It will take some time before I am fully in control of this illness. Before I can manage to inject insulin four times a day. I am not, by any means, cured of the paralysis caused by Diabulimia. It is a bit of a shame that I cannot finish this with a happy, sugar-free ending. But every day, I am trying my best. And right now, that's good enough for me.
None of this would have been possible without the commitment and dedication of more than 300 volunteers and partners who have gone the extra mile to support people who need it the most, but there's still lots more be done. As this New Year gets underway and recovery and reconstruction continue, we must not lose sight of Nepal's most vulnerable children - girls and children with disabilities - who desperately need an education to escape the cycle of poverty.
I don't use the term breakdown lightly. In fact there is still some doubt in my mind as to what I actually went through, (breakdown was used by my counsellor), but I know that it was big. I suppose I use a variety of terms to do with my mental health rather interchangeably; emotional instability, unhappiness, depression; for me they are all aspects of the same thing.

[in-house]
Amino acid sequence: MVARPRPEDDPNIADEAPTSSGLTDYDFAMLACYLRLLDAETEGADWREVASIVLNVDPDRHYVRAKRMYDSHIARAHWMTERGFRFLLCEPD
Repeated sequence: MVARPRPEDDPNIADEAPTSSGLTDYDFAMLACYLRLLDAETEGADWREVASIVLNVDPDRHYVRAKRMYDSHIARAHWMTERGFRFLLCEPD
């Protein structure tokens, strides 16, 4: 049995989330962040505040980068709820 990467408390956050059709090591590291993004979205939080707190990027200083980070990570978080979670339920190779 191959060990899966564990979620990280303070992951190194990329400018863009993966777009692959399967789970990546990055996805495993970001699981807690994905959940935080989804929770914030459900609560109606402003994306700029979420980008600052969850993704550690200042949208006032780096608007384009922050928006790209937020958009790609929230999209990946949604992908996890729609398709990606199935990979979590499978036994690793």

My life has shown me that the biggest epiphanies come in the most unlikely of places. I just never expected a hospital treatment room to be one of them. And I definitely didn't expect the words of a Nuclear Medicine doctor to affect me so much that they touched me more deeply inside than anything I could have possibly imagined.
Recovery is a journey, as cheesy as that sounds... and the recent weather has reminded me of how possible it is to overcome things, no matter how horrible things get... it's human nature to grow, to try our hardest to move forward and we should certainly celebrate every success (no matter how small...
A Way Out wants to be part of the support that ensures our women can make this choice. Rather than succumbing to negativity, concurring with stereotypical assumptions surrounding those in sex work, and agreeing with the generally accepted inevitability that change is impossible, we believe in possibility and potential...
The main narrative associated with depression is the dark, dangerous turmoil that washes over you. It's a rightful narrative because it is a destructive sensation and depression leaves you teetering on the brink of life and death. To be clear, depression can leave you with very black and white options in your mind: live or die. It can be that terrifyingly simple.